"It is unfair and unhelpful to blame personal behaviors, especially a lack of self-control, for the country's rising obesity rates, says Dr. Robert Lustig, a pediatrician and nationally renowned obesity expert.
"The processed food that is most readily available to Americans -- from potato chips and cookies to yogurt and white bread -- is loaded with sugars that cause the body to believe that it is hungry, which makes people feel compelled to consume more calories and conserve energy, he said. Sugar makes the body produce more insulin, which blocks hormones that would normally tell the brain to stop eating, he said.
"Breaking the pattern of sugar consumption -- a pattern that Lustig compares to nicotine addiction -- is more than just a matter of willpower. It will take a grassroots effort of doctors, community leaders and consumers to force the government and the food industry to get those sugary foods out of mainstream American diets, he said."
Read more:

Does any of this sound familiar, dear readers?

Thursday, September 23, 2010

"By following an effective diet, many of these abnormalities (genetically driven conditions of excessive cholesterol or triglicerides, aka "hyperlipidemias"-Editor's Note) can be dramatically corrected, sometimes completely. Familial hypertriglyceridemia, for instance, an inherited disorder of lipoprotein lipase in which triglyceride levels can exceed 1000 mg/dl, high enough to cause pancreatic damage, responds incredibly well to carbohydrate restriction and over-the-counter fish oil. I have a number of these people who enjoy triglyceride levels below 100 mg/dl--unheard of in conventionally treated people with this disorder." (Note: Many folks on a 'low fat' diet have a hard time getting their Tg levels below 100 even without genetic abnormality).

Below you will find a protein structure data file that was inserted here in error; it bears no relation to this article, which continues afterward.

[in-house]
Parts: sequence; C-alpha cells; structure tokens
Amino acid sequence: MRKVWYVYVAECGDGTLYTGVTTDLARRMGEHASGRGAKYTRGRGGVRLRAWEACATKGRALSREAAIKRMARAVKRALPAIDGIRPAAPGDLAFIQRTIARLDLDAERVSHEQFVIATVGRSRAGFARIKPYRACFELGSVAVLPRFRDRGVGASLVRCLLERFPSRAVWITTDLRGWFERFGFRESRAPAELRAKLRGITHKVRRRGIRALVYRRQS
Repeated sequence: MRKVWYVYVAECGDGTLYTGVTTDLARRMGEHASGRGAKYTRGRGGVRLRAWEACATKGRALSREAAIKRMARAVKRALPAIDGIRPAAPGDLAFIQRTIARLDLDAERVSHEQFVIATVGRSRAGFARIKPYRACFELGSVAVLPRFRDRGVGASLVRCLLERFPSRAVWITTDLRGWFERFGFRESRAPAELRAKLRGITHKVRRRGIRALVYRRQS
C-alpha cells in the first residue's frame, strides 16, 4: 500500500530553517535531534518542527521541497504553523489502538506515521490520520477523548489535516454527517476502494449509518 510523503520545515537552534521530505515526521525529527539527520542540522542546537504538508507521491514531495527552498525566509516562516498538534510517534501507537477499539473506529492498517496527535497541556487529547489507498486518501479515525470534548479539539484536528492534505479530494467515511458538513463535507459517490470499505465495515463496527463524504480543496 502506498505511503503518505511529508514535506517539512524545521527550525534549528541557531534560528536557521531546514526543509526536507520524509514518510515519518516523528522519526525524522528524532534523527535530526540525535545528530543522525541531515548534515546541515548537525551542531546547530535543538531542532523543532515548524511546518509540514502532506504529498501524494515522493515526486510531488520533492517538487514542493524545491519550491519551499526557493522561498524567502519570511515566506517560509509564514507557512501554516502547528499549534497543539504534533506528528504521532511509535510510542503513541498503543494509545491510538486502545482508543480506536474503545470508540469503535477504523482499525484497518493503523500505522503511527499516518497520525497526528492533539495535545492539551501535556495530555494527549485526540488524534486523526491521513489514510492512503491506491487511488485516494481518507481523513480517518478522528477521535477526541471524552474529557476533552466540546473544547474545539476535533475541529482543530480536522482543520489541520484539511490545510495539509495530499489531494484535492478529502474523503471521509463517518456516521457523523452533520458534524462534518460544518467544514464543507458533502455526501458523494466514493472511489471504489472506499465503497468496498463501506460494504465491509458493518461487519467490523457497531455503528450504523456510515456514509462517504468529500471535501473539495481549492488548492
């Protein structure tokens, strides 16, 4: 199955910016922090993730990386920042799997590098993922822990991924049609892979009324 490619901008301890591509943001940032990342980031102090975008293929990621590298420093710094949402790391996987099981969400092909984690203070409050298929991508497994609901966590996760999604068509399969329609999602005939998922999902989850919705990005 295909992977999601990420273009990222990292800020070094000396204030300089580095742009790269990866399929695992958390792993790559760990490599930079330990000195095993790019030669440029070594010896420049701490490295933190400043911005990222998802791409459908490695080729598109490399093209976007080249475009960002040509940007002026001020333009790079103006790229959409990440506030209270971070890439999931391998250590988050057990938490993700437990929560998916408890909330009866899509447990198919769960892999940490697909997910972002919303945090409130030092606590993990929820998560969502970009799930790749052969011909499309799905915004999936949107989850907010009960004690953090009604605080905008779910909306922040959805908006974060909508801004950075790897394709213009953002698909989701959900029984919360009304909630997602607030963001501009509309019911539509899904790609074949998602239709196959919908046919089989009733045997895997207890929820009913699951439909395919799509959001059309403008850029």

"Then why is it that, time after time, I see these people in consult, often as second or third opinions from lipidologists (presumed lipid specialists) or cardiologists, when the only solutions offered are 1) Lipitor or other statin drug, and 2) a low-fat diet? Occasionally, an aggressive lipidologist might offer niacin, a fibrate drug (Tricor or fenofibrate), or Lovaza (prescription fish oil).
"Sadly, the world of lipid disorders has been reduced to prescribing a statin drug and little else, 9 times out of 10.
"I continue to be shocked at the incredible influence the drug industry has over not just prescribing patterns, but thinking patterns. Perhaps I should say non-thinking patterns. The drugs make it too easy to feel like the doctor is doing something when, in truth, they are doing the minimum (at best) and missing an opportunity to provide true health-empowering advice that is far more likely to yield maximum control over these patterns with little to no medication.
"All in all, I am grateful that there is a growing discipline of "lipidology," a specialty devoted to diagnosing and treating hyperlipidemias. Unfortunately, much of the education of the lipidologist is too heavily influenced by the pharmaceutical industry. Not surprisingly, the drug people favor "education" that highlights their high-revenue products.
"Seeing a lipidologist is still better than seeing most primary care physicians or cardiologists. Just beware that you might be walking into the hands of someone who is simply the unwitting puppet of the pharmaceutical industry."